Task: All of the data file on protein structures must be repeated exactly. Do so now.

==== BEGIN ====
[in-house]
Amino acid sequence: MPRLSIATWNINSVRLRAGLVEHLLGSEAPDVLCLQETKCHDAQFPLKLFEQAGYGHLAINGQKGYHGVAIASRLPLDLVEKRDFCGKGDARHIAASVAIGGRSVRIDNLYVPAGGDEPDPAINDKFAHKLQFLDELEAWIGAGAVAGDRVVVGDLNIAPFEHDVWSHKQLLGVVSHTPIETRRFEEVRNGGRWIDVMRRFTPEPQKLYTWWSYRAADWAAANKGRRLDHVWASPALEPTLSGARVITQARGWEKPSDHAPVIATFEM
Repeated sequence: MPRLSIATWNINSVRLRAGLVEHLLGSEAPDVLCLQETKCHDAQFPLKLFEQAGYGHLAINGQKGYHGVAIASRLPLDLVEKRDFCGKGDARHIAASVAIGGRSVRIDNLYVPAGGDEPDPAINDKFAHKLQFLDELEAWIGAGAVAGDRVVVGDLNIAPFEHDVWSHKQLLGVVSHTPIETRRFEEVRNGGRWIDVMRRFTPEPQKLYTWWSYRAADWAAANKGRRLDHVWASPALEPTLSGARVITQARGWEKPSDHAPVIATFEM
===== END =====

[in-house]
Amino acid sequence: MPRLSIATWNINSVRLRAGLVEHLLGSEAPDVLCLQETKCHDAQFPLKLFEQAGYGHLAINGQKGYHGVAIASRLPLDLVEKRDFCGKGDARHIAASVAIGGRSVRIDNLYVPAGGDEPDPAINDKFAHKLQFLDELEAWIGAGAVAGDRVVVGDLNIAPFEHDVWSHKQLLGVVSHTPIETRRFEEVRNGGRWIDVMRRFTPEPQKLYTWWSYRAADWAAANKGRRLDHVWASPALEPTLSGARVITQARGWEKPSDHAPVIATFEM
Repeated sequence: MPRLSIATWNINSVRLRAGLVEHLLGSEAPDVLCLQETKCHDAQFPLKLFEQAGYGHLAINGQKGYHGVAIASRLPLDLVEKRDFCGKGDARHIAASVAIGGRSVRIDNLYVPAGGDEPDPAINDKFAHKLQFLDELEAWIGAGAVAGDRVVVGDLNIAPFEHDVWSHKQLLGVVSHTPIETRRFEEVRNGGRWIDVMRRFTPEPQKLYTWWSYRAADWAAANKGRRLDHVWASPALEPTLSGARVITQARGWEKPSDHAPVIATFEM